Rowland and Broughton Senior Interior Designer Carol Cisco’s work goes way beyond coordinating sofas with drapes. Her national nonprofit, Designing for Veterans, creates—pro bono—accessible interiors that also facilitate healing for severely disabled vets returning from Iraq and Afghanistan. Now, Cisco wants to expand that reach even further by designing and constructing the Aspen Veteran Recovery Ranch to help those with PTSD. In other words, she’s literally building hope.
Local public relations maven Jeanette Darnauer scored double silver this year, celebrating 25 years in business and winning one of her field’s top honors: the Public Relations Society of America’s Silver Anvil award. Her firm, the Darnauer Group, has represented clients from the nonprofit American Renewable Energy Day to the private Roaring Fork Club. Recently, she signed on with the town of Basalt to aid public outreach amidst some challenging issues—if she can positively affect dialogue, it’d be worthy of a gold medal.
How does one get named Colorado’s Groomer of the Year? Snowmass’s Bill Drake modestly says he’s unsure, but his boss and the folks at Colorado Ski Country USA, which doles out the award, recognized his dedication to his craft. Aside from a 13-year leave to run the Ullrhof, he’s been buffing out runs since 1988, often to a background of books on tape or, now, podcasts. “My favorite thing,” says Drake, who works the 3:30 to 11:30 p.m. swing shift, “is being alone on the mountain, seeing wildlife and sunsets.”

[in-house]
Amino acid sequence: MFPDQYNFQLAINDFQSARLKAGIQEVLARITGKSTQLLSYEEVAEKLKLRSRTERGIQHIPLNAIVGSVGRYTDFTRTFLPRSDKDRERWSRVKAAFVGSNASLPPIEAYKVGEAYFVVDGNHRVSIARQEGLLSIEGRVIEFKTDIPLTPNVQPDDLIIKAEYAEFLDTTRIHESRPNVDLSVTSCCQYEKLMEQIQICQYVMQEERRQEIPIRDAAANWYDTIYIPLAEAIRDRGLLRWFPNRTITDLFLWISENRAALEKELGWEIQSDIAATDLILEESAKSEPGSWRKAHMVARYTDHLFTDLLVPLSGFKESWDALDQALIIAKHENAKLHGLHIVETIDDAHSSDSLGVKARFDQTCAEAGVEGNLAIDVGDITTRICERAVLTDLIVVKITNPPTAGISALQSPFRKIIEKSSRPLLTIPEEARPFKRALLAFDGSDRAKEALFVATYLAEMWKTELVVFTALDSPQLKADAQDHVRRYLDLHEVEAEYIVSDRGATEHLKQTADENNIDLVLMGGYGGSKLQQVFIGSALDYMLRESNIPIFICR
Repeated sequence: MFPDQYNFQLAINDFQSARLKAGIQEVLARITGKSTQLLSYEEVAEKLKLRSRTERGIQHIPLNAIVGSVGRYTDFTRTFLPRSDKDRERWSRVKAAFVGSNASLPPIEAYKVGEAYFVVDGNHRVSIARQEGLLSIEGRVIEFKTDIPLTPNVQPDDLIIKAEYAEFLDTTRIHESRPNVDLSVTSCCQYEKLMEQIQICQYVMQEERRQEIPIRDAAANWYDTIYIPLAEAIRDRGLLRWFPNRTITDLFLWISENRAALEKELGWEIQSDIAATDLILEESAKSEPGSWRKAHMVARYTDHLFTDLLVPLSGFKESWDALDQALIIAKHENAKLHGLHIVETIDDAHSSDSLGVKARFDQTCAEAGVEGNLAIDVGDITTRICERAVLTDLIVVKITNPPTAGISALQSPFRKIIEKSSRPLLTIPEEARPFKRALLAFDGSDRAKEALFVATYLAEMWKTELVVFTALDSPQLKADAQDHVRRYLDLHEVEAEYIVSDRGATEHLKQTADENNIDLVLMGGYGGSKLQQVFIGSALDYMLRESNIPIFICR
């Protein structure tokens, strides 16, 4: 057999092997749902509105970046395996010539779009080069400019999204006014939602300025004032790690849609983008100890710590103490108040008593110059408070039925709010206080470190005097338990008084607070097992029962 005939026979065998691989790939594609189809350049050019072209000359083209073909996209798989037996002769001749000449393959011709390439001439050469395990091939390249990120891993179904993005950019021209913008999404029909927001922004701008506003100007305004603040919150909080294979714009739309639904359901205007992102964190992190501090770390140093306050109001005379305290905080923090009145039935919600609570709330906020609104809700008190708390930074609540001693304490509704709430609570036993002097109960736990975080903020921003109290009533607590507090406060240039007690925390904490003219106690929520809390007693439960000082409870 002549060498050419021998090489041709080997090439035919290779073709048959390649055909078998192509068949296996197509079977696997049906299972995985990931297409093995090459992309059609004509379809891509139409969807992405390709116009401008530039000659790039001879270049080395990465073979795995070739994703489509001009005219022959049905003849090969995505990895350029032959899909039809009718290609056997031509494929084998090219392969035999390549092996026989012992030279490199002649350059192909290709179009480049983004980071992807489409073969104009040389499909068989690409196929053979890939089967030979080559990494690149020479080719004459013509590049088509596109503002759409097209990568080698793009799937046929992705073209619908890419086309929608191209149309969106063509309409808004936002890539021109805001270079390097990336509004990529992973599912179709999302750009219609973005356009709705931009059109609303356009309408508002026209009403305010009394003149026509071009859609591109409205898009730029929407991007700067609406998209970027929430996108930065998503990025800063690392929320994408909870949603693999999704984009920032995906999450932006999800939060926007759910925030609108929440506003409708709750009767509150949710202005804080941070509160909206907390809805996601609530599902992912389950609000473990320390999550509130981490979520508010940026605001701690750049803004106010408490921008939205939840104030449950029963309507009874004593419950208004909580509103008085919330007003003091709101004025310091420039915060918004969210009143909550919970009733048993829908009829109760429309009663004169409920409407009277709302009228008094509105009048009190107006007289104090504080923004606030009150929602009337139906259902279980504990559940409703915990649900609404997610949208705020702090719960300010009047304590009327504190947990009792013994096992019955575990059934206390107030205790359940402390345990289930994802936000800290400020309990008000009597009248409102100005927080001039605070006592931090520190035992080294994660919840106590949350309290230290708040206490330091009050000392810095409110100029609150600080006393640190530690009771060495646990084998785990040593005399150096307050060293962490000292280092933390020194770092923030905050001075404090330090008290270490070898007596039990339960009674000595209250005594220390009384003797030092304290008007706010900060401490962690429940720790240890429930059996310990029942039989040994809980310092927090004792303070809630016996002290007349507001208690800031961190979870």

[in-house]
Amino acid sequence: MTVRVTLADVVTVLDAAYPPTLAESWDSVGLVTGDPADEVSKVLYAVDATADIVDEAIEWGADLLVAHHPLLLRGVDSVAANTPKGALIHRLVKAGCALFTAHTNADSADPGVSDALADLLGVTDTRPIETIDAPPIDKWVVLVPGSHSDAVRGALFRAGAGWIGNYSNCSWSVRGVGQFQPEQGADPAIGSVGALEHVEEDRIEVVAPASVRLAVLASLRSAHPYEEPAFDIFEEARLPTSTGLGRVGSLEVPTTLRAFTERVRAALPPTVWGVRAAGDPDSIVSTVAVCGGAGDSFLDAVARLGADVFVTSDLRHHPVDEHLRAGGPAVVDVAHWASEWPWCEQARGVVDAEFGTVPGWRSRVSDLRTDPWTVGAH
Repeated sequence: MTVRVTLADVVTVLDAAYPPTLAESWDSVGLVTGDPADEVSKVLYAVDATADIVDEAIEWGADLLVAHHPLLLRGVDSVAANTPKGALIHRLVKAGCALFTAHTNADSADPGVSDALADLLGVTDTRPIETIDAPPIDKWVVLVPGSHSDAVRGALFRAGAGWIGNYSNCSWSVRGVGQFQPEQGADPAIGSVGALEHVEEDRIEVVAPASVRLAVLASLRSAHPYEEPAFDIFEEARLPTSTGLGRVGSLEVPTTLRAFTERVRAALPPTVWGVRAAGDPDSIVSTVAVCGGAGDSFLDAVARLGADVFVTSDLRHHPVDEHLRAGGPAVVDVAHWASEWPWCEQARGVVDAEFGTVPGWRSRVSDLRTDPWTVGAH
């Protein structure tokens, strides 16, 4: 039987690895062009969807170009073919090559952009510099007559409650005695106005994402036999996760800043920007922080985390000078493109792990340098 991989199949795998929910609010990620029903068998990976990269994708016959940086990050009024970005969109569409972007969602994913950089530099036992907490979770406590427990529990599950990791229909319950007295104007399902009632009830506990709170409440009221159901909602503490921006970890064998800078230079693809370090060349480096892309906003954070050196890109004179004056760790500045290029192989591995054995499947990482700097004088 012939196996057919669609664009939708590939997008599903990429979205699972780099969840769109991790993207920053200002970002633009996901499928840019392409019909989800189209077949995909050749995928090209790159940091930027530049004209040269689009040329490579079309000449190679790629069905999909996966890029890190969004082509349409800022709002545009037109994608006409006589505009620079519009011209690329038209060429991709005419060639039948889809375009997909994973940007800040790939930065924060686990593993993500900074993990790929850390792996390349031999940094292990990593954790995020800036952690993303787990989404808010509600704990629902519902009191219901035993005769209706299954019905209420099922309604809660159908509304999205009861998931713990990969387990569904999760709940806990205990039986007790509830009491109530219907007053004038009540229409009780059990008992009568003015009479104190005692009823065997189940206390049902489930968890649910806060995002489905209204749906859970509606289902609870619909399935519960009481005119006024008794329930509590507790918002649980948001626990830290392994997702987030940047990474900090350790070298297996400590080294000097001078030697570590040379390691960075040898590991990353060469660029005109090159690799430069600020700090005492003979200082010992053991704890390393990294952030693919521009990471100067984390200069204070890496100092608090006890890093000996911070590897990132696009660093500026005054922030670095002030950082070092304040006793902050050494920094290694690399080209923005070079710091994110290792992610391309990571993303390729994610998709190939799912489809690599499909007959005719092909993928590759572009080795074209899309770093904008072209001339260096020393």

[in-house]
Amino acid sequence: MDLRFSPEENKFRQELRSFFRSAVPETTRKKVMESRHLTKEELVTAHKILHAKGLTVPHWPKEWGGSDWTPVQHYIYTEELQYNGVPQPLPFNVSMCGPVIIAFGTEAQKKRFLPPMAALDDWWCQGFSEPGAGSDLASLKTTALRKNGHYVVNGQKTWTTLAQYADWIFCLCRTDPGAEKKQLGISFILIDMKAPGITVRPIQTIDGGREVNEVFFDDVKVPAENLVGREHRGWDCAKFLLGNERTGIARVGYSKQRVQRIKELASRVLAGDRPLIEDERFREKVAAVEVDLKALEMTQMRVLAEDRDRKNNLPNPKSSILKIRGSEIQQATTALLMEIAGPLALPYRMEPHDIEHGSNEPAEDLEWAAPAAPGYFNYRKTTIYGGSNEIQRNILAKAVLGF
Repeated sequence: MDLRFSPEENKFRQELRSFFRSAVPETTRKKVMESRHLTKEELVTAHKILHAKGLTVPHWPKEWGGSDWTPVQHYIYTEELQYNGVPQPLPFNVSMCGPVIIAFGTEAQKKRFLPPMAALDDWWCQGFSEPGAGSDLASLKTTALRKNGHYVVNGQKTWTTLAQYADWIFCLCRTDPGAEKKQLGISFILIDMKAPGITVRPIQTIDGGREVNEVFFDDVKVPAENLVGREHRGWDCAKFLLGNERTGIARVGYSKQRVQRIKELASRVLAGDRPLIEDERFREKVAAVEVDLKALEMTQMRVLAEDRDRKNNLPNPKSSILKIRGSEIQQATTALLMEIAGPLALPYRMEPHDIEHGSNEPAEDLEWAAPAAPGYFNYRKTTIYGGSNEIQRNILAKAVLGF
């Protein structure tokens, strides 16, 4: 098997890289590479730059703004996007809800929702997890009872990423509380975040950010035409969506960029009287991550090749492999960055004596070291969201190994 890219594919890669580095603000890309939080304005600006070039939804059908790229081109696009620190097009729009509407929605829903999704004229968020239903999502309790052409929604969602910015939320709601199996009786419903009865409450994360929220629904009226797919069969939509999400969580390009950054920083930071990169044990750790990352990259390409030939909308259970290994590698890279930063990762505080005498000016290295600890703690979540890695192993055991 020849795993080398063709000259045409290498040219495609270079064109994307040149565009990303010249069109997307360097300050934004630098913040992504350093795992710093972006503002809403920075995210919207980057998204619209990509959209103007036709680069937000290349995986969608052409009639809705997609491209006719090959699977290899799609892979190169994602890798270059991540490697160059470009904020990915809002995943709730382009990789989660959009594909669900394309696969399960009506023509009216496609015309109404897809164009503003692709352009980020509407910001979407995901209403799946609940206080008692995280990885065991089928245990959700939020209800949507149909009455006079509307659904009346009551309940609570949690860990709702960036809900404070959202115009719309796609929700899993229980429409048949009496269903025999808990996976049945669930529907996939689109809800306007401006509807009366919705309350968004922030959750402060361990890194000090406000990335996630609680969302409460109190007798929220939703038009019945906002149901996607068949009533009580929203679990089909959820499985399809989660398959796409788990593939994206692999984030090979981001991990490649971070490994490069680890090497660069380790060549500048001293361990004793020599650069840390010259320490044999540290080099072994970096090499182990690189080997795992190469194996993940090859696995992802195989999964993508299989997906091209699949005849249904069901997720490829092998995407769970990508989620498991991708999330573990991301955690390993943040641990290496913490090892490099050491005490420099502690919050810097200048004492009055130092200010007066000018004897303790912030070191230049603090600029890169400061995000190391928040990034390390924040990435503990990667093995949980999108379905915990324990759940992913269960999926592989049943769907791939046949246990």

Ski town residents have high expectations for developing the next generation of skiers and riders, and Mark Godomsky beat out 50 other applicants from around the country in assuming his new role as executive director of the Aspen Valley Ski and Snowboard Club. With 25 years of experience working in snow sports on his résumé, and fresh off leading the on-snow programs at Maine’s Gould Academy, Godomsky steps in as the local club celebrates its 80th anniversary.
In The Emerald Mile, his account of the 1983 attempt to pilot a dory through the Grand Canyon during a massive flood, Kevin Fedarko crafted a suspenseful tale of adventure and grit. More recently, he and photographer Peter McBride thru-hiked 650 miles of the canyon, motivated by the desire to see what could be lost as development threatens its wilderness milieu. Hear what Fedarko, and McBride, have to say about their journey at an Aspen Winter Words appearance (Feb. 7).
Jane Lynch may be known for roles like Sue Sylvester in Glee and a butch dog handler in Best in Show, but when she comes to Belly Up Aspen (Jan. 20), it’s her musical talent and comedy chops that will take center stage. The cabaret-style show, “See Jane Sing,” is a riotous take on some of Lynch’s favorite Broadway show tunes and other songbook standards, all filtered through an off-kilter lens.